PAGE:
Former U.S. counterterrorism chief Richard A. Clarke reveals his fears about the “massive espionage” being conducted against the Pentagon by Chinese hackers.
Foreign Policy: Last year, a Pentagon computer network serving Defense Secretary Robert M. Gates was hacked into, allegedly by the Chinese military. Do you think the Chinese military was behind the attacks, and if so, what was it trying to accomplish with these attacks?
Richard A. Clarke: I think the Chinese government has been behind many, many attackspenetrations. Attacks sounds like theyre destroying something. Theyre penetrations; theyre unauthorized penetrations. And what they are trying to do is espionage. Theyre engaged in massive espionage, not only in the U.S. government, in the U.S. private sector as well, but also around the world. The British security service, MI5, sent a note to the 300 largest corporations in England a few months ago, telling them that the Chinese government had probably penetrated their networks.
FP: How vulnerable do you think the U.S. government is to a cyberattack or cyberpenetration? How seriously should this threat be taken?
RC: Well, I think its being taken very seriously. President Bush signed a National Security Presidential Directive on the 8th of January redirecting billions of dollars into protection against it. I think it should be taken very seriously. The United States government and private corporations are quite vulnerable even though they think theyre not.
FP: Whats the worst-case scenario from a cyberpenetration of the U.S. governments computer network? Are we talking about things like remotely attacking nuclear power plants and things on that scale?
RC: Well, people tend to think about, sort of, attacks that change thingsturn off power grids, or whatever. And while thats possible, what is happening every day is quite devastating, even though it doesnt have a kinetic impact and there are no body bags. Whats happening every day is that all of our information is being stolen. So, we pay billions of dollars for research and development, both in the government and the private sector, for engineering, for pharmaceuticals, for bioengineering, genetic stuffall sorts of proprietary, valuable information that is the result of spending a lot of money on RDand all that information gets stolen for one one-thousandth of the cost that it took to develop it.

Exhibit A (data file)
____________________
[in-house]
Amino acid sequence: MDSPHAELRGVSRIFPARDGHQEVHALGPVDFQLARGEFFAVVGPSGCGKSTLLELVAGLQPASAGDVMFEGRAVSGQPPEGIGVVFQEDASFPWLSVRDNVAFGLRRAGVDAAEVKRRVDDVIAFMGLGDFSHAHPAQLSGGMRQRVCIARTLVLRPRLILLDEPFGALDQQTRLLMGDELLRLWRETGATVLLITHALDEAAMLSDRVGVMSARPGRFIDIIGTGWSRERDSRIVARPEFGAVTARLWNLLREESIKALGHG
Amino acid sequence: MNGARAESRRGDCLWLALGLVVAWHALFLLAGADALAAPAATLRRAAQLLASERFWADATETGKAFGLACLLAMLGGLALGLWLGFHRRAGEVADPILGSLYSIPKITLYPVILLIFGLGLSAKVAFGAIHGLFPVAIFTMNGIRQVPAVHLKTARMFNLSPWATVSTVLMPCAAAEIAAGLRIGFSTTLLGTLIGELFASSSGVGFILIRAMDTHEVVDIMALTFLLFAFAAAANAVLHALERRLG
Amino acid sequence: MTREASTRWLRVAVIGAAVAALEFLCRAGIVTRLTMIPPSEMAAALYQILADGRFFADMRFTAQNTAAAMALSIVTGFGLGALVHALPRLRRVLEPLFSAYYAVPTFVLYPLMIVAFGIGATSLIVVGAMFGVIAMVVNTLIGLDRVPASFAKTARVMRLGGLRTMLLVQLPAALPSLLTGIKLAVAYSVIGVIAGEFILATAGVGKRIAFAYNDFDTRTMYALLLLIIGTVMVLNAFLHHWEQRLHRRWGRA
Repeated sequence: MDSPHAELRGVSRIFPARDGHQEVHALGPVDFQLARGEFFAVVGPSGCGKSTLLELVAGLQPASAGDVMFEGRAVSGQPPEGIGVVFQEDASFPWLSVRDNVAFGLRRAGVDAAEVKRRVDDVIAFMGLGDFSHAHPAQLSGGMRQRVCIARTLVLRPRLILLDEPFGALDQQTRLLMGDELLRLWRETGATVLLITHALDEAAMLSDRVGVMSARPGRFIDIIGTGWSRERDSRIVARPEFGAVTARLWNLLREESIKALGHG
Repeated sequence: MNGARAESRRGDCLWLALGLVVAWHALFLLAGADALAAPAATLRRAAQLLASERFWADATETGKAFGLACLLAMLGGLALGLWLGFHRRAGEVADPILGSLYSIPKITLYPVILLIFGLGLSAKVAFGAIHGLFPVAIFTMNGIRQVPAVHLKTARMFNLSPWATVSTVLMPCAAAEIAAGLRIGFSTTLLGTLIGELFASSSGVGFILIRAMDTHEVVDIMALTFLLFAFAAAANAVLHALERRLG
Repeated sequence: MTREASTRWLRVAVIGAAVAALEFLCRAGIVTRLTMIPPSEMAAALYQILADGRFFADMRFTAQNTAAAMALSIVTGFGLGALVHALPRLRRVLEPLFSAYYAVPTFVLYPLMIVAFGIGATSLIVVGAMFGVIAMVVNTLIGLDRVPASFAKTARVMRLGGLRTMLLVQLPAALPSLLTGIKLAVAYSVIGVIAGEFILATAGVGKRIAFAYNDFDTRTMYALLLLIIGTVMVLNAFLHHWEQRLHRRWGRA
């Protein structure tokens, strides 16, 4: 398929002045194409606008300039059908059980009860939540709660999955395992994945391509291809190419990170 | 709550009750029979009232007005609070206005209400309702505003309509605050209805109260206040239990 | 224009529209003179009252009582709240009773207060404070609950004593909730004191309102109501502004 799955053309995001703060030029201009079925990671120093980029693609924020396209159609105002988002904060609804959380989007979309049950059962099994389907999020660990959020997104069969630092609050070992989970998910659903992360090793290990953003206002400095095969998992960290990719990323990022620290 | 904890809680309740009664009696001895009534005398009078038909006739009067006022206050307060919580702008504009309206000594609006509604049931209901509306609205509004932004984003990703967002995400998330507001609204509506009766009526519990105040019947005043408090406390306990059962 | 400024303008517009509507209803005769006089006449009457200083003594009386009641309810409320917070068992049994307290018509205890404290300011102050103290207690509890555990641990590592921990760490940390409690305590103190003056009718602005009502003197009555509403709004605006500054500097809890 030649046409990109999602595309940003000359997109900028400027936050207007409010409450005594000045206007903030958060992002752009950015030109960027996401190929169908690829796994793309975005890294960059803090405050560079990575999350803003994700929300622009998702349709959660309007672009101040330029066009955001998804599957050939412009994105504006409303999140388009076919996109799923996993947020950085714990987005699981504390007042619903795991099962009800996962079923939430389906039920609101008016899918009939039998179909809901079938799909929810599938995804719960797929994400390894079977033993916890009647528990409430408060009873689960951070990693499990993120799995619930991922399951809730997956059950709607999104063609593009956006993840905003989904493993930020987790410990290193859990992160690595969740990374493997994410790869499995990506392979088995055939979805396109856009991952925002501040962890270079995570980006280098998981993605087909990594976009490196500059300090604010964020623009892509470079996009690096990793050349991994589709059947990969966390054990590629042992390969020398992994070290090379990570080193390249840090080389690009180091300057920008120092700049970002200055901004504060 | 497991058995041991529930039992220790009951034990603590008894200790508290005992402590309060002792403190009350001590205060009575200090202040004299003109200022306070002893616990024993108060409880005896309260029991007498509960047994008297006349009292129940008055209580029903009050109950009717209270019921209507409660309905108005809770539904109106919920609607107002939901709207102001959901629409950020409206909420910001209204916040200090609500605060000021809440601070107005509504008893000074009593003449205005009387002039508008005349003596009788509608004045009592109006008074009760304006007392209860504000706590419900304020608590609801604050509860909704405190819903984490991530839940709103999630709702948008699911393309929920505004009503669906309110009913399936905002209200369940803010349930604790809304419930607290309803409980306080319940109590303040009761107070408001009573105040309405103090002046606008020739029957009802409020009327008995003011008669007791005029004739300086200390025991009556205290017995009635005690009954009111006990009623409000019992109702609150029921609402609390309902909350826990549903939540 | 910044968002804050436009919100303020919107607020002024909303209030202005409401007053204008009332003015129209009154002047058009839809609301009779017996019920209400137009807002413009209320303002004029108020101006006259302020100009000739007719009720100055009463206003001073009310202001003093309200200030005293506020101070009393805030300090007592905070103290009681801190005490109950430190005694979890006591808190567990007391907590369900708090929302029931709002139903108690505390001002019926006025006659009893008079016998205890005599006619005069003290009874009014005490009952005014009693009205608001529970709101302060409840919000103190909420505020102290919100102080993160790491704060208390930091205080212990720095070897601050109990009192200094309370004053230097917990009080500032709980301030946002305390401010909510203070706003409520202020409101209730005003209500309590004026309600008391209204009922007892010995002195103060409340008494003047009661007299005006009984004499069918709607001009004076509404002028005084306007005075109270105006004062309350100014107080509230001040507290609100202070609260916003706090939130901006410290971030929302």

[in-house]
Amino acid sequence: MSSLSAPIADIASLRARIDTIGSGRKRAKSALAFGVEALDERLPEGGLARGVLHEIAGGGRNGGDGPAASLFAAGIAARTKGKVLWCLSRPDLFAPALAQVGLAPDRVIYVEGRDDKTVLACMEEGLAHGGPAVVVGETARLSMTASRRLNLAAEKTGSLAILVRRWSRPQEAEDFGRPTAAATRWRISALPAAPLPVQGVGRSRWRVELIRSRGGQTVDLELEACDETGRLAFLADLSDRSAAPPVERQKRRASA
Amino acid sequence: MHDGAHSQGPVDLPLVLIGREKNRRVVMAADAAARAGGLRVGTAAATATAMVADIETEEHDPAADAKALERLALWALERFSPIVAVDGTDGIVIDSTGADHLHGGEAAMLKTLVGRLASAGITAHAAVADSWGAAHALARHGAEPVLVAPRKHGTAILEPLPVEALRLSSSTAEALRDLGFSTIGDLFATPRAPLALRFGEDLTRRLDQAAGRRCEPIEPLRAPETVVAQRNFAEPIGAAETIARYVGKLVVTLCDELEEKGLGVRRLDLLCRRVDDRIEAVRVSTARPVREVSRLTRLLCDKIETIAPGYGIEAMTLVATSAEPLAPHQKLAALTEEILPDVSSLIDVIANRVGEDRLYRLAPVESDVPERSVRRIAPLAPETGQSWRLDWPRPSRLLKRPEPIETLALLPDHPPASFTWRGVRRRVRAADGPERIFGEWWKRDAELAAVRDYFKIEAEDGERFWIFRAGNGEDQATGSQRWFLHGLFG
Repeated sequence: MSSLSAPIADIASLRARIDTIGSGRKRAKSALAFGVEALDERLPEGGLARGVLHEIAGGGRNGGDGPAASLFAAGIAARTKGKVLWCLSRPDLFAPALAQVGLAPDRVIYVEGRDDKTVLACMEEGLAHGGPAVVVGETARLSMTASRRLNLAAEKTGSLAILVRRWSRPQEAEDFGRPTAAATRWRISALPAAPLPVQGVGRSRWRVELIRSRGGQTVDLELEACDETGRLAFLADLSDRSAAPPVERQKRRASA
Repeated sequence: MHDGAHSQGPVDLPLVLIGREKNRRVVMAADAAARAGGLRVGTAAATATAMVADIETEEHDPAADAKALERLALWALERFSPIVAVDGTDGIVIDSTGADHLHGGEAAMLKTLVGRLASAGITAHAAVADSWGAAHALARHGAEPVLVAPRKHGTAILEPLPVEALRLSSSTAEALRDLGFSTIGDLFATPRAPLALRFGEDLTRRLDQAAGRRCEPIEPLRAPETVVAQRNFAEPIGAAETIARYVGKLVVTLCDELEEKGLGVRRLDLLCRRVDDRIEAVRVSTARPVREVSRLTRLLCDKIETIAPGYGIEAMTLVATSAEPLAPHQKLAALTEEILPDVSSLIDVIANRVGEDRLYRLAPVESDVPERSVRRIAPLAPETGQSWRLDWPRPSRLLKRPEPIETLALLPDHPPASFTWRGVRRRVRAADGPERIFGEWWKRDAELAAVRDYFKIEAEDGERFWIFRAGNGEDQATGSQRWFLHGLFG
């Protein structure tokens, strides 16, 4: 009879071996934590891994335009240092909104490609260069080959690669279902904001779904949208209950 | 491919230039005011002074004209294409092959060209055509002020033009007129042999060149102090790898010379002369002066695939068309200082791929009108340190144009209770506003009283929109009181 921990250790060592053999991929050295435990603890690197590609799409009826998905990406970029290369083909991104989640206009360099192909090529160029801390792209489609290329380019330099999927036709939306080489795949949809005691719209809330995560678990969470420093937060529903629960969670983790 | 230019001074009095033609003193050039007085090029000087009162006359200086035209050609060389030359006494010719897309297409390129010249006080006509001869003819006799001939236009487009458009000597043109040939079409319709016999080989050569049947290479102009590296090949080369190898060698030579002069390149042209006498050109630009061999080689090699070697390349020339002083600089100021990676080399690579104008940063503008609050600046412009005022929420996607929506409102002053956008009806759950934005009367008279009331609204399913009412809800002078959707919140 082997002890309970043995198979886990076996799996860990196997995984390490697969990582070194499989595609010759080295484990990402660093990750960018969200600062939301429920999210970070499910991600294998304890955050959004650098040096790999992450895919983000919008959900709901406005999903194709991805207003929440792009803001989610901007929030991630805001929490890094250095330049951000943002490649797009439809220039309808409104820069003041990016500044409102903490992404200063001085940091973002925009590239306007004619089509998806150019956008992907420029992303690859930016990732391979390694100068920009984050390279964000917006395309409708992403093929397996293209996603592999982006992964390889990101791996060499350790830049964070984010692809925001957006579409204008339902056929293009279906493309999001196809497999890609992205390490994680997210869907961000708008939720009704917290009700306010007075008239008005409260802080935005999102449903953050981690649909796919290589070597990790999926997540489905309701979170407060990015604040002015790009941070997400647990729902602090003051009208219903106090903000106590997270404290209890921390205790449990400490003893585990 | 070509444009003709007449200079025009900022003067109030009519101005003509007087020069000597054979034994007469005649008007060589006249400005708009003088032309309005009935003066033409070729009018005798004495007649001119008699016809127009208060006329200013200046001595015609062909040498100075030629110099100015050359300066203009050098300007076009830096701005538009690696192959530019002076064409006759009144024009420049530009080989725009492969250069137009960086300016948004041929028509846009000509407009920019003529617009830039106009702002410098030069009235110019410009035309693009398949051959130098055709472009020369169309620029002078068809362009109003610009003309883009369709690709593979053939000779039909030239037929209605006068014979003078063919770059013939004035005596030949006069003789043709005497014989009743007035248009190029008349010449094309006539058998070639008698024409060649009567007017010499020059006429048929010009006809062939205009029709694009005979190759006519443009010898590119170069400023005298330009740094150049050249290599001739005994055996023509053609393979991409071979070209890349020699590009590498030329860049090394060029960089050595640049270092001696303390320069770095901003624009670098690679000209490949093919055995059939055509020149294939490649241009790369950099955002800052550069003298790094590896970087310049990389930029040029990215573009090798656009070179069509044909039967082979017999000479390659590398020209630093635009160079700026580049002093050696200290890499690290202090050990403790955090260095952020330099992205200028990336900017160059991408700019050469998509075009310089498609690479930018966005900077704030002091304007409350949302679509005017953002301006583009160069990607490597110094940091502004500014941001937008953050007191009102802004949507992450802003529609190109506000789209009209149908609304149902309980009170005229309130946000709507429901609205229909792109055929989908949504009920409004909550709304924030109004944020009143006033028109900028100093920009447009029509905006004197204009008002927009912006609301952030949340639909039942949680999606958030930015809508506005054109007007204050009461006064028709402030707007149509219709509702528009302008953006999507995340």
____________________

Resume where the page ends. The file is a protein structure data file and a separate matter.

FP: Both China and Russia have received attention as cyberthreats. Which country do you think is more of a threat, and are there other countries, or nonstate actors, to be worried about also?
RC: I think nonstate actors could develop capabilities rivaling that of nation-states because this is the classic case of asymmetrical warfare where small numbers of highly skilled people could have the same effect as could a nation-state.
FP: What do you expect the capabilities of the new Air Force Cyber Command to be?
RC: I think theyre probably both offensive and defensive. But on the defensive side, all they can do is defend the Air Force or perhaps other DOD [U.S. Department of Defense], or maybe even other federal government, entities. And the problem is that much of what we need to protect is not in the U.S. government; its in our private companies and our private networks.
There should be a White House senior person who has oversight of all government programs in the area of cyberdefense. There hasnt really been someone since I left, and I think they need to re-create that position.
FP: You mentioned both the defensive and offensive capabilities of the Air Force Cyber Command. What kind of offensive cybercapabilities should the United States ideally have?
RC: Highly classified ones.
FP: You mentioned earlier in discussing the Air Force Cyber Command that its not just cyberpenetrations of government computers that we should be concerned about, but also private industry. So, are you concerned about cyberpenetrations by foreign governments against U.S.-based defense contractors?
RC: Well, yeah. Im also concerned about penetrations of U.S. research-and-development firms, everything from pharmaceuticals to genetics to aerospace engineeringall the things we have to sell in our knowledge-based economy. We are a post-industrial, knowledge-based society. Thats what we sell to the world. If other people can steal it readily, then we wont have much of a margin.
Theres been a lot of talk about a cyber Pearl Harbor. People say that I coined the phrase, and Im afraid I actually didnt. But, if we wait for thatjust as we waited for 9/11 to do something about al Qaedaif we wait for a cyber Pearl Harbor to do something about cyber[security], it may never come. But we will, nonetheless, be losing huge amounts of valuable information to our competitors and to cybercriminals who cost our society billions of dollars a year. Just because we havent had the big attack doesnt mean that we should wait to act.
Richard Clarke is chairman of Good Harbor Consulting. He was formerly the principal counterterrorism advisor on the U.S. National Security Council under presidents Bill Clinton and George W. Bush.